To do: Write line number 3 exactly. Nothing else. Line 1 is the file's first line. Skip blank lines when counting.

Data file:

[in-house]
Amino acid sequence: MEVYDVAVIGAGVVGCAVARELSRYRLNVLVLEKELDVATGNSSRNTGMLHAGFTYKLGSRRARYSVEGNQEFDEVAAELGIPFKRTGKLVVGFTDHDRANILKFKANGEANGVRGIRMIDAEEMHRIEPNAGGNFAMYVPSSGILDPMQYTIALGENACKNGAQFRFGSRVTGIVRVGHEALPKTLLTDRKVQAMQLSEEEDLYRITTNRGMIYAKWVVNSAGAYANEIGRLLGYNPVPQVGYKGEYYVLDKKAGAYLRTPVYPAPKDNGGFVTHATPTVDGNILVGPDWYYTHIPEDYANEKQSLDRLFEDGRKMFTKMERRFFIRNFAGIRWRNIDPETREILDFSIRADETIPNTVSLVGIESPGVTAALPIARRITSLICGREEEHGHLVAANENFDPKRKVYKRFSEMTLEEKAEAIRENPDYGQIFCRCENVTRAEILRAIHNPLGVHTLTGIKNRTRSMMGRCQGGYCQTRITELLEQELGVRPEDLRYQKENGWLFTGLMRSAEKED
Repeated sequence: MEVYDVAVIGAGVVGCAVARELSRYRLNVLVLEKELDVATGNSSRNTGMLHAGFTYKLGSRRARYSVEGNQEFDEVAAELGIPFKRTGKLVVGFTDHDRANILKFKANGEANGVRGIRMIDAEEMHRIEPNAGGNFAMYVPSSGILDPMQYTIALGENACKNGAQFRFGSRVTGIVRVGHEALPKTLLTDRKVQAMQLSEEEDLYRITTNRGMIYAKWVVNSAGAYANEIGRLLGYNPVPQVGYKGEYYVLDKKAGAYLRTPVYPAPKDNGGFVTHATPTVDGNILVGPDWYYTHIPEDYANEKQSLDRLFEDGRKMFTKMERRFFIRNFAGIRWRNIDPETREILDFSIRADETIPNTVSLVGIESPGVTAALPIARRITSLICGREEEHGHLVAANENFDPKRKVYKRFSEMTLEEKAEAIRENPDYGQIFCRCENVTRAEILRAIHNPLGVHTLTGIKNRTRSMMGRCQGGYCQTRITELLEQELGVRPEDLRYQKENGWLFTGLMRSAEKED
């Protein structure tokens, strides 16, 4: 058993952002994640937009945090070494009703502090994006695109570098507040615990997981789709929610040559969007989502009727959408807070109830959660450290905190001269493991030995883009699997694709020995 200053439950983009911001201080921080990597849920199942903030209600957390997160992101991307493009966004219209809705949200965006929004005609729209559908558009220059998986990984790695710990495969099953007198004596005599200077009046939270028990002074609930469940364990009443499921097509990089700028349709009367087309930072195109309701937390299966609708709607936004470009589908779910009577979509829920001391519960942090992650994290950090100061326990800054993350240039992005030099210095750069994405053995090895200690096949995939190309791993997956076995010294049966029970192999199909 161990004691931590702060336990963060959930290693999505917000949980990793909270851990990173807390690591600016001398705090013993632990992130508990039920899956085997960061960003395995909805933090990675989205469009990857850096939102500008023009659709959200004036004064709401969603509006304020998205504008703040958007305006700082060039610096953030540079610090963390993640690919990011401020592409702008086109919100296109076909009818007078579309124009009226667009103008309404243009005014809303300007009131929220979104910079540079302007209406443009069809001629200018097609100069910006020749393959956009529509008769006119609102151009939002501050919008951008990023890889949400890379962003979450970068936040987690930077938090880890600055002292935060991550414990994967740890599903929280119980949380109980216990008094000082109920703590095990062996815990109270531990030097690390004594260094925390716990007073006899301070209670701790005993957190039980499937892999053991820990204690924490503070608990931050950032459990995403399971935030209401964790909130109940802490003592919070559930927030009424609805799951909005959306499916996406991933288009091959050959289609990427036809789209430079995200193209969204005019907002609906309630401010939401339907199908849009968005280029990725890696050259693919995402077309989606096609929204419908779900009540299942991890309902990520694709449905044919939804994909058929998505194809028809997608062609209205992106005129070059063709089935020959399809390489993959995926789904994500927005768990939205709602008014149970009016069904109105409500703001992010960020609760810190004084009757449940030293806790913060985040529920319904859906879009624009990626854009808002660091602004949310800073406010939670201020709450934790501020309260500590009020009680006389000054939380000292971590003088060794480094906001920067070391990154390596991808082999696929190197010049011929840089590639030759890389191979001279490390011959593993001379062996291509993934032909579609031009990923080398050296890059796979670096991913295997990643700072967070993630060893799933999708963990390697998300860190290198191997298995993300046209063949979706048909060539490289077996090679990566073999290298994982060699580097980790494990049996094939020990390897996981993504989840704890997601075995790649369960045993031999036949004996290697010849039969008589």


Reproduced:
Repeated sequence: MEVYDVAVIGAGVVGCAVARELSRYRLNVLVLEKELDVATGNSSRNTGMLHAGFTYKLGSRRARYSVEGNQEFDEVAAELGIPFKRTGKLVVGFTDHDRANILKFKANGEANGVRGIRMIDAEEMHRIEPNAGGNFAMYVPSSGILDPMQYTIALGENACKNGAQFRFGSRVTGIVRVGHEALPKTLLTDRKVQAMQLSEEEDLYRITTNRGMIYAKWVVNSAGAYANEIGRLLGYNPVPQVGYKGEYYVLDKKAGAYLRTPVYPAPKDNGGFVTHATPTVDGNILVGPDWYYTHIPEDYANEKQSLDRLFEDGRKMFTKMERRFFIRNFAGIRWRNIDPETREILDFSIRADETIPNTVSLVGIESPGVTAALPIARRITSLICGREEEHGHLVAANENFDPKRKVYKRFSEMTLEEKAEAIRENPDYGQIFCRCENVTRAEILRAIHNPLGVHTLTGIKNRTRSMMGRCQGGYCQTRITELLEQELGVRPEDLRYQKENGWLFTGLMRSAEKED